The Lofty Traveler


Travel Planning With A Personal Touch



Article by Carolyn Spencer Brown, Editor in Chief; updated by Ellen Uzelac, Cruise Critic contributor






Having cruised Europe’s oceanside ports — the Mediterranean, the Baltic, the British Isles — I felt like I’d earned a good birds-eye view and a tremendous perspective. I’d spent days in London and Paris, Athens and Helsinki. I’d cruised a lot, so in some cases I was lucky enough to revisit enchanted places, including Edinburgh, Istanbul, Lisbon and Seville.


But what I was missing — and didn’t realize how much — was the rest of Europe! That’s because cruise ships, by and large, stick to the “same old, same old” coastal routes. And yet, much of Europe’s charm is a far distance from the logistical possibilities of a one-day stop at an oceanside port of call. That’s because the rivers and canals that connect some of Europe’s most fascinating cities — Vienna, Budapest, Lyon to name a few — are too small for most cruise ships.


Still, they’re not too small for a flotilla of specially designed river ships and cruise barges. As a niche of cruising, river and canal voyages are an increasingly popular option, particularly for travelers who enjoy the comforts and variety of cruising, but want to see more of the heartland.


River and canal cruising is not limited to Europe, either. Travelers can also sail America’s Columbia, Mississippi and Hudson rivers, among others. One of the fastest-growing destinations for river boats is Asia — in particular, China’s Yangtze, and Vietnam and Cambodia’s Mekong. The Nile in Egypt and the Amazon in South America are also more exotic river cruise destinations.


If you’re interested in an inland cruise, here’s your primer on river and canal cruising.


Wherever you go, river cruising and canal cruising share some similarities. Mealtimes are a major focal point of the day. Itineraries are port-intensive. The experience is more laid-back than on oceangoing voyages, and you’ll get a better feel for the destination since you’re staying within one region, rather than touring entire seas or coastlines. And, you certainly won’t get lost in the crowd.


Here’s what else you can expect:


Onboard, river cruise ships — which rarely hold more than 200 passengers (and generally carry less) — feel like smaller versions of cruise ships. Where they are limited is in onboard features and amenities, particularly in Europe, where ships must be low-slung enough to sail under low-lying bridges. (However, as you’ll see below, the lines are getting more creative about adding amenities that fit within their ships’ size constraints.)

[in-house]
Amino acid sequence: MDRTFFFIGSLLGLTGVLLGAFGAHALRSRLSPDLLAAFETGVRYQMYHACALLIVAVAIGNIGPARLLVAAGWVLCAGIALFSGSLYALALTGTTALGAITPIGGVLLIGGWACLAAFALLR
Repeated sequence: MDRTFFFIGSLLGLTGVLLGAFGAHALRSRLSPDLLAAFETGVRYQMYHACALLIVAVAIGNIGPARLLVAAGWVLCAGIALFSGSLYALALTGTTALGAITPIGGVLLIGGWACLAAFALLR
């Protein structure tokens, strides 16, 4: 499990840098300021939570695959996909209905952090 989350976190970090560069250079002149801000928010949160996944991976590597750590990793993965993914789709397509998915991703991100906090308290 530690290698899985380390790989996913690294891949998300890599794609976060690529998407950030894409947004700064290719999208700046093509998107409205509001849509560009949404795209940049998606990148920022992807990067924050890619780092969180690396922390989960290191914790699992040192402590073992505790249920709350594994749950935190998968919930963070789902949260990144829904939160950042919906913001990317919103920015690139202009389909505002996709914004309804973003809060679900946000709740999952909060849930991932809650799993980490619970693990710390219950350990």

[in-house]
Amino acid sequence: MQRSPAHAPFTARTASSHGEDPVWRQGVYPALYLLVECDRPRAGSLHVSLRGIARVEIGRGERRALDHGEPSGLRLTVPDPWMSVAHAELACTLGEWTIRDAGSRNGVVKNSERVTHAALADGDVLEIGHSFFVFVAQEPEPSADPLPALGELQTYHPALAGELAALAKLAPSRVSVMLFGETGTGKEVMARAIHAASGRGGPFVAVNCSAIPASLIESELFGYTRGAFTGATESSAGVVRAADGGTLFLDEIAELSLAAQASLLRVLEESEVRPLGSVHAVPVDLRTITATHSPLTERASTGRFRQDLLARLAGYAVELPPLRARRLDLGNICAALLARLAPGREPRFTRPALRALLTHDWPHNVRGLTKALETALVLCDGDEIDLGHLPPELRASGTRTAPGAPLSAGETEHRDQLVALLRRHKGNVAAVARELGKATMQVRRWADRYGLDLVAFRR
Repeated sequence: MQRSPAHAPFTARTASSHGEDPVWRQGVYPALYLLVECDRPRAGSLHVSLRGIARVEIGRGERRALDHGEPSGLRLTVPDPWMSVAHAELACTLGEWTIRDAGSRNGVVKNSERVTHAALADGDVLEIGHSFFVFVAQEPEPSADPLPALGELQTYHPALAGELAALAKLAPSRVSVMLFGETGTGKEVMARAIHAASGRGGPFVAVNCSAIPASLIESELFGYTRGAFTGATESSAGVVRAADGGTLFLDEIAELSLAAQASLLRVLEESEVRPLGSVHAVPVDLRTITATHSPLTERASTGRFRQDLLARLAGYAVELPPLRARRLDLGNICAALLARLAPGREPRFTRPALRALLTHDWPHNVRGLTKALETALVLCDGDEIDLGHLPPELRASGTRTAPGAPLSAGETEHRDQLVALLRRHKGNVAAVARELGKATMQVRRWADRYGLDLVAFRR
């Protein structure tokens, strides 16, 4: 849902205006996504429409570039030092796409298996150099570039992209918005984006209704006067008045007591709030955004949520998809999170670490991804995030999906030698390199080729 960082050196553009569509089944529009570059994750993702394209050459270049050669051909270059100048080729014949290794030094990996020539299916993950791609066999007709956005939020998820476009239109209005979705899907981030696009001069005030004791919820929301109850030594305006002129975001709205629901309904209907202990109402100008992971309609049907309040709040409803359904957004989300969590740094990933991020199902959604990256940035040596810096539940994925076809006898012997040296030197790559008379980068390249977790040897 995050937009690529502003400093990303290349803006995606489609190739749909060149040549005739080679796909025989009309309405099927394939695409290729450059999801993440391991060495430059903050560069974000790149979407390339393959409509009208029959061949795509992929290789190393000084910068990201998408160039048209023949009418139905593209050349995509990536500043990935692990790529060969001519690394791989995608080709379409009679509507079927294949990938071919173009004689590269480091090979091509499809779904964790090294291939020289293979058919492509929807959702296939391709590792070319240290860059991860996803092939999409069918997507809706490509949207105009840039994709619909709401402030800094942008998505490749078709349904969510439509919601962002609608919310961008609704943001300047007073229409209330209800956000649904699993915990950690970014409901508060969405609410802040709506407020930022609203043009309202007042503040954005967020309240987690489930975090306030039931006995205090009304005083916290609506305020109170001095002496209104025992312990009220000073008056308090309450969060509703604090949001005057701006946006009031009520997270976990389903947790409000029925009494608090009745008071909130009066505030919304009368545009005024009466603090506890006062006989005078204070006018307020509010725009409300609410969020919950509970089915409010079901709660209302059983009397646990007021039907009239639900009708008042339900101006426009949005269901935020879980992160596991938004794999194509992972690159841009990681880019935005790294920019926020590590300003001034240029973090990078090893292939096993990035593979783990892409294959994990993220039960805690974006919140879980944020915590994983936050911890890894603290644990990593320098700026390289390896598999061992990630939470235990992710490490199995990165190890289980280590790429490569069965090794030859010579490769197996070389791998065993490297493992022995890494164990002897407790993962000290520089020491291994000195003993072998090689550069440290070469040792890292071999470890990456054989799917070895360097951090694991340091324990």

Barges are even smaller: Expect between four and 22 passengers.
On some cruises (this applies particularly to some operators in Europe and China), you can expect to sail with a very international passenger mix.


Itineraries may incorporate major cities as cornerstones, but your experience will focus more on smaller towns and villages than a greatest-hits list of sprawling metropolises.


One big difference between river cruising and ocean cruising: In the former, operators often include shore excursions, typically guided walking tours, in the overall cruise fare. (Double check though, as policies may vary.) Your ship may also carry bicycles onboard for complimentary passenger use in port.


Due to the short distances between ports, full days of river cruising are rare. However, there is usually commentary over the public address system during sails along extra-special river banks, such as the Wachau Valley in Austria and the Iron Gate gorge between Serbia and Romania.


Beyond mealtimes, entertainment onboard may be limited to shuffleboard or book-reading. (We’re serious.) These ships carry no casinos and offer little in the way of evening entertainment, except, perhaps, a piano player or a local act brought onboard to perform.


Inland waterways are much calmer than those on ocean-based trips — great news for those prone to seasickness.


Finally, while these vessels, from river ships to canal barges, are comfortable to be sure, staterooms tend to be smaller and more basic than those on oceangoing vessels. However, the river lines have recently embraced upgraded staterooms and are building ships with elaborate suites and real balconies (as opposed to the French balconies that used to be the best you could get). Because cabin configurations may vary from ship to ship within a fleet, be sure to get all the details on how your stateroom will be set up before you book.